IFA Livestock Chairman speaks out about beef, Brexit and Brazil
IFA National Livestock Chairman Angus Woods said prospects look better for 2017 than 2016 for the EU beef market. Woods was speaking at the EU Commission’s Civil Dialogue Meeting in Brussels this week.
Beef Forecast 2017
He announced that, according to projected results on beef given at the Civil Dialogue Meeting, prices are forecast to rise while EU production falls in 2017.
Woods added that the strong trade balance of greater exports than imports will increase over the coming year, as predicted by the EU Commission.
According to Woods, the Commission showed that EU exports increased to 702,337t – a rise of 18%. The largest export market was Turkey, drawing in 10% of exports (71,200t).
Woods said the IFA is making it known at the meeting that the Irish agricultural sector is vulnerable beyond all other Member States and sectors in Brexit negotiations.
He added that there has to be a comprehensive free-trade agreement between the UK and the EU, should the UK actually exit the single market.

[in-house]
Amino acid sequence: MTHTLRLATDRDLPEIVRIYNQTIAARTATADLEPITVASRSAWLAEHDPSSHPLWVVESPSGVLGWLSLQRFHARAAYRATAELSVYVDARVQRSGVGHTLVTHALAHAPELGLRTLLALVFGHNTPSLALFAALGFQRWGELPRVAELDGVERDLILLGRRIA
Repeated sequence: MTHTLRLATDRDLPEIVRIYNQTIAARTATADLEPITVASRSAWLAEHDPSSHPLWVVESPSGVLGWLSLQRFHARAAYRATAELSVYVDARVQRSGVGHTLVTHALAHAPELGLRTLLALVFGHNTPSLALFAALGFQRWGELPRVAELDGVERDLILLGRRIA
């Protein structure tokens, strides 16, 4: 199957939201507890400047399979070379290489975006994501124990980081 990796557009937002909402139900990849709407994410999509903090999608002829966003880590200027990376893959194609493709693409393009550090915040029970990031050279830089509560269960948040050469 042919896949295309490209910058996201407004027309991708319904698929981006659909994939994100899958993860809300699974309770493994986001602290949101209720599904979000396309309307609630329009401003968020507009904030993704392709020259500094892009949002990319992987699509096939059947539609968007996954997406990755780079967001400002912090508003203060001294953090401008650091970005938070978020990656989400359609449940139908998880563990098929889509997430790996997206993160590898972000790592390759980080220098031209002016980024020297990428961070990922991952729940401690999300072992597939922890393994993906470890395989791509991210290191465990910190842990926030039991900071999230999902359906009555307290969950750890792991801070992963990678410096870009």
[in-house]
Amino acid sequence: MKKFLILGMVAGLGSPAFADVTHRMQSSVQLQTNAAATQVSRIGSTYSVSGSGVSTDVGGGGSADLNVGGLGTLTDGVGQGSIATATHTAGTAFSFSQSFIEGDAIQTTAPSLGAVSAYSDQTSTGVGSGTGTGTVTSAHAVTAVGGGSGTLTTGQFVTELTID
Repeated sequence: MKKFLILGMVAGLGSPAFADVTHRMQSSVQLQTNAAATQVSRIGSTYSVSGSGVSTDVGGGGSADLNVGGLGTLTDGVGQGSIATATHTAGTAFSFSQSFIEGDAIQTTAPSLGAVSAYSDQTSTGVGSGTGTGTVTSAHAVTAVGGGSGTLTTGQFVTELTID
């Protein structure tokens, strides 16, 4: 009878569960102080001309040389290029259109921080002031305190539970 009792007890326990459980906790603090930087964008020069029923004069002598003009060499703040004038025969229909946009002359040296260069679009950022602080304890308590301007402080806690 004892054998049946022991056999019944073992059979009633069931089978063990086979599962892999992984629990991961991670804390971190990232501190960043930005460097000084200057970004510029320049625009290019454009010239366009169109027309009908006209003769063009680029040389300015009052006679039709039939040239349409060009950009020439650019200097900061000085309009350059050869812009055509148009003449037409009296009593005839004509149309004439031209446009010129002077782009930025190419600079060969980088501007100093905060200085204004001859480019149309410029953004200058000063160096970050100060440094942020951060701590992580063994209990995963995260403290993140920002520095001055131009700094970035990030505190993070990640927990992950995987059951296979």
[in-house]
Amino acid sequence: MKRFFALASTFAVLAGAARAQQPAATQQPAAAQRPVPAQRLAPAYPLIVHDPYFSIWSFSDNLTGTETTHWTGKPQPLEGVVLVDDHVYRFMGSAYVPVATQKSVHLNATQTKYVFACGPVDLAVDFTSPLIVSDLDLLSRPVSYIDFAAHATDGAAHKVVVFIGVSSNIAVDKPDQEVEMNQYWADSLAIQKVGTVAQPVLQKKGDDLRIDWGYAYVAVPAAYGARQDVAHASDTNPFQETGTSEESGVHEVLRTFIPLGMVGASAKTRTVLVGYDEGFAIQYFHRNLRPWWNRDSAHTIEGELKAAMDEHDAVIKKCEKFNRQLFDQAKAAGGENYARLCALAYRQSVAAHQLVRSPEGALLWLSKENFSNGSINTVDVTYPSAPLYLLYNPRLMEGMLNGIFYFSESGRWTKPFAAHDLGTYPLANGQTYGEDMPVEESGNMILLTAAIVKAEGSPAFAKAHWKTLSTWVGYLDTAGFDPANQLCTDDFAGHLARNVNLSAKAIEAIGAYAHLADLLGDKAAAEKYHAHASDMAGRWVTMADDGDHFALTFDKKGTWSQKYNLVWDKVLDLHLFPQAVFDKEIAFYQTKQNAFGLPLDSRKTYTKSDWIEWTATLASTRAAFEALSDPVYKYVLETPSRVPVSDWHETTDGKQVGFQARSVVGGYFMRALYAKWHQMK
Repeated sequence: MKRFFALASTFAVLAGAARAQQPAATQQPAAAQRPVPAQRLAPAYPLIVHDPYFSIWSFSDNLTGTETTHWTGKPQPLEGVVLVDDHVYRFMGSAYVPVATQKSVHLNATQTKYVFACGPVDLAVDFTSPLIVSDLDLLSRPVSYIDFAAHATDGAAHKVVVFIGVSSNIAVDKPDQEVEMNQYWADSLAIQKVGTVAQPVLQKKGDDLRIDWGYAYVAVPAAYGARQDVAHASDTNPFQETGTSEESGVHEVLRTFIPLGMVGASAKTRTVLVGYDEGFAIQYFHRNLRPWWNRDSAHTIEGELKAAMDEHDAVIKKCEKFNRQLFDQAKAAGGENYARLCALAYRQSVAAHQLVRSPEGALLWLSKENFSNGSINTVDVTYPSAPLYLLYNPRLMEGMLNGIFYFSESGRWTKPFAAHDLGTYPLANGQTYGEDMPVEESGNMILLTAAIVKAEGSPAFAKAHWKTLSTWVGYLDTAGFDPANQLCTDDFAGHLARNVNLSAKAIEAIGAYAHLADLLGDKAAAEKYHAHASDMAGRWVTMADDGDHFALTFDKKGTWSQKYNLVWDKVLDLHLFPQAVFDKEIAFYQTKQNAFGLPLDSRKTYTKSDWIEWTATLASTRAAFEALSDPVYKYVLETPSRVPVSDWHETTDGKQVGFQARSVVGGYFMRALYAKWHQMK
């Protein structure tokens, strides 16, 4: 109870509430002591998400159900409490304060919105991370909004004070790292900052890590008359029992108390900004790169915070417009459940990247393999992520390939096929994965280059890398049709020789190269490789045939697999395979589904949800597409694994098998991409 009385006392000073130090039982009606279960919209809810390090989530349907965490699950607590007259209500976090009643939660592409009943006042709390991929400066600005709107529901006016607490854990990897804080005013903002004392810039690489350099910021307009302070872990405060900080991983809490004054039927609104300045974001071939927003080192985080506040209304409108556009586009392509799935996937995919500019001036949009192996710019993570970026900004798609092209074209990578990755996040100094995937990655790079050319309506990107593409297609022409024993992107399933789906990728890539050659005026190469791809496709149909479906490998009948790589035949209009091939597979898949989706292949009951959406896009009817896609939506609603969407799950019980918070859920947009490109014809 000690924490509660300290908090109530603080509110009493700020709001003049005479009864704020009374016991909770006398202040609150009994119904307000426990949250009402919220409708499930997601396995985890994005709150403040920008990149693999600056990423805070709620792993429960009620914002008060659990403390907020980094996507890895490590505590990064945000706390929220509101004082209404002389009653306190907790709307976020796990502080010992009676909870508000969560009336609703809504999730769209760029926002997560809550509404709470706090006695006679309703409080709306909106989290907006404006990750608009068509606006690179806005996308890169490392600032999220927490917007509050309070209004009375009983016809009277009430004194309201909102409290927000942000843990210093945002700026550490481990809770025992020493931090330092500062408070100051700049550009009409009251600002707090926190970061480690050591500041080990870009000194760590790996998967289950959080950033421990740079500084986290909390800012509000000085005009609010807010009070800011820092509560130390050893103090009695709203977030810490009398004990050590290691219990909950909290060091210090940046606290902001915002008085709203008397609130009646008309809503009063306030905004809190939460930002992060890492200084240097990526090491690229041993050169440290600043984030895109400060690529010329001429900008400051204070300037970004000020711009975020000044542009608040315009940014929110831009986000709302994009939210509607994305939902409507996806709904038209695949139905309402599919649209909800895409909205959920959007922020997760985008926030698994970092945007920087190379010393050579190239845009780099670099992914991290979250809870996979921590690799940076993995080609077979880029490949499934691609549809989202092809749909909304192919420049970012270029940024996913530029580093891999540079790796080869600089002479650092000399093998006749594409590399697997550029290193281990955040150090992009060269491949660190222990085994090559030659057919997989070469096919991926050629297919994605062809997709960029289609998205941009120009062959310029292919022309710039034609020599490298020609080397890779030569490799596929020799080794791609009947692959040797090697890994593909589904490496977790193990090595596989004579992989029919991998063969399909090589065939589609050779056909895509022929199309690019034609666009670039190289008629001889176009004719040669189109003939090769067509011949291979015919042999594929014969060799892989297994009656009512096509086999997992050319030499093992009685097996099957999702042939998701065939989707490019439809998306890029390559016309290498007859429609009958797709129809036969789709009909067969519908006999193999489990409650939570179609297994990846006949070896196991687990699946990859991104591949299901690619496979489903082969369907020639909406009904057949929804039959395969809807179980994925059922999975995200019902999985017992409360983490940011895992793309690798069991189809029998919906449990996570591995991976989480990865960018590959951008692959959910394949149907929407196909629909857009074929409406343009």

Such an agreement must include particular elements such as tariff-free trade for food and agricultural products; the application of the common external tariff to imports into the EU and the UK; and the maintenance of equivalent standards for food safety, the environment, and animal health and welfare.
Woods underlined the need for this, highlighting the fact that 50% of Irish beef exports go to the UK market.
It’s a high-value market and consistently pays above the EU average. Any reduction in access to, or the value of, the UK market would have a very negative impact on the Irish beef sector, and potentially the overall European beef market.
Referring to the Brazilian beef scandal, the IFA Livestock Chairman said that the IFA made it completely clear to the Commission that stronger action must be taken against Brazil.
Latest reports, Woods said, suggest that basic requirements are still not being met in Brazil for standards, food safety and traceability.
He reminded that it is nearly a decade since serious failures in the methods of monitoring the implementation of standards by authorities in Brazil, compared to their European counterparts, were uncovered by the IFA.
Following questions on EU audits in Brazil, the Commission agreed to begin a series of additional FVO (Food and Veterinary Office) audits on the meat sector in Brazil – beginning from next month. Woods said these audits need to be thorough, and get to the core with proper follow-up action.